After all these the performance is … still not good, my test case is one login failure every ten requests, and for successfully logged user, I should buddy id and last access time, and also change the user’s last login time. The performance, with my current setting, the worst response time is about a second, while 90% request were done in less than 600ms.

There must be something can be tuned, though VM could be the reason of slowness. I will check following stuffs:

  • Apache HTTPd configuration, it seems prefork is performing better than worker, there may be more can be tuned include both HTTPd and wsgi
  • Python class optimization, I will review the implementation of user class, as I don’t want to make user class too complicated to be used
  • Cassandra performance, actually this is what I’m worrying about, as during the tests, Cassandra boxes’ CPU utilization is about 80% – 70% on user, 10% on sys, roughly, it could be the bottleneck

Without the buddy operation everything’s fine – the worst response time is about 600 ms while 90% requests are below 400ms. Relationship is a pain, it’s the bottleneck, but in this social era, there is no web application can live without relationship …

BTW, my testing environment:

  • Test client running on PowerBook, using ab – I will check if there is anything else can be useful
  • Servers are all running on same physical box controlled by proxmox, this includes a web server, a LVS director (to load balance Cassandra nodes), and 3 Cassandra nodes
  • The server box uses Ethernet, PowerBook is on wireless. I don’t think there is any issue for this as connect time is pretty low.
Nov 262009

It seems ipvsadm does not do health check, etc., so I turned to keepalived. While keepalived is doing great job on adding live node back and removing dead node out, it does not have a good way to dump current rules and stats, also it has problem during startup time.

I think latest keepalived may have solved the problem though I haven’t tried yet. If it works fine I will leave ipvsadm installed to be the utility tool only (i.e. disable service coming from ipvsadm).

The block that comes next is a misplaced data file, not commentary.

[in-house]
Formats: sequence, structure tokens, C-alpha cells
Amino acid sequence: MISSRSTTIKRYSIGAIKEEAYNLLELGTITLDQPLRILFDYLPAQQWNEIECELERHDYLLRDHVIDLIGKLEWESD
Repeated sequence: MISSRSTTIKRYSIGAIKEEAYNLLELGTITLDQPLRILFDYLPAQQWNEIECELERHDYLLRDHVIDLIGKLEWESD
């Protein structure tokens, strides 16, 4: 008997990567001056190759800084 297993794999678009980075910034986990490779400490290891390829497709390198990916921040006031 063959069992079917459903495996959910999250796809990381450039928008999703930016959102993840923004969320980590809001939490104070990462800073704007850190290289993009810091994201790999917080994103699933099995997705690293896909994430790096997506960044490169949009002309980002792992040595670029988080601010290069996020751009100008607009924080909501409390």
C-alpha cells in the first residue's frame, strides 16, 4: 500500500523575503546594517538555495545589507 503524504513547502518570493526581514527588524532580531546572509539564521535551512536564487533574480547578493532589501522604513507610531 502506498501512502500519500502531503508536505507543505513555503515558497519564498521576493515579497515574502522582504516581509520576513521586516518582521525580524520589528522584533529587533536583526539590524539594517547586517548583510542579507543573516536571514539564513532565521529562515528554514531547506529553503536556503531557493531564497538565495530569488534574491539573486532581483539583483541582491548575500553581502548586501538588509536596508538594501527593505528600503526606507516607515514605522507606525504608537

I will look around to see if there is anything else similar to keepalived or not, it should be, I think.

Nov 252009

Playing with LVS – so that I don’t have to connect to individual Cassandra server.

What I planned for LVS:

  • will be VIP
  • f5 ( will be LVS director … you are right, its name is f5 😉
  • f1 ( to f4 ( will be real server
  • will do DR mode (I think it is called single-B on most L4 switches …)

The configuration is actually pretty simple, as long as you get it right, on LVS director (f5):

  • Configure VIP to eth0:0 as an alias, netmask should be, broadcast is VIP itself
  • Add following rules with ipvsadm (yea … you need to install this package)
    -A -t -s wlc
    -a -t -r -g -w 1
    -a -t -r -g -w 1
    -a -t -r -g -w 1
    -a -t -r -g -w 1
  • Start LVS (after restart network to make sure VIP is effective) by “ipvsadm –start-daemon master”
  • If you want to stop LVS you can do “ipvsadm –stop-daemon master”

Now let’s turn to real servers – all real servers (f1~f4) are doing the same:

  • Add these lines to /etc/sysctl.conf and then do a “sysctl -p”
    net.ipv4.conf.dummy0.arp_ignore = 1
    net.ipv4.conf.dummy0.arp_announce = 2
    net.ipv4.conf.all.arp_ignore = 1
    net.ipv4.conf.all.arp_announce = 2
  • Configure VIP to dummy0 as an alias, netmask should be, broadcast is VIP itself
  • Change ThriftAddress in storage-conf.xml for Cassandra, to so that Thrift serves on all interfaces
  • Remember to restart Cassandra so to make new configuration takes effect

Now, launch your favorite client, connecting to, you should get everything as if connect to individual server.

Nov 202009

I recently spent lot of time on reading articles from Linux Magazine, as it always introduce pretty new (or not new, but less known) technology and products, this time it is Proxmox, an open source virtualization product.

I’m running VMWare Go at home at this moment, but I failed to solve the license issue and every 60 days I have to re-install everything. I guess I got the wrong ISO, so what I installed was actually for vSphere, but I just don’t want to spend too much time on digging it out as obviously VMWare does not want people get the right solution easily.

Xen is another story, at least to me it is not easy to use, maybe next version will be easier (I should take a try either but I lack of machines …). Also, I still have this impression that running Ubuntu with Xen is painful as it is, kind of, tightly bundled with RedHat distro.

Now here comes Proxmox which seems promising, I will take a try today (may be weekend as well) and then if it works I will stick with it, but if not … I will try out Xen.

Let’s see.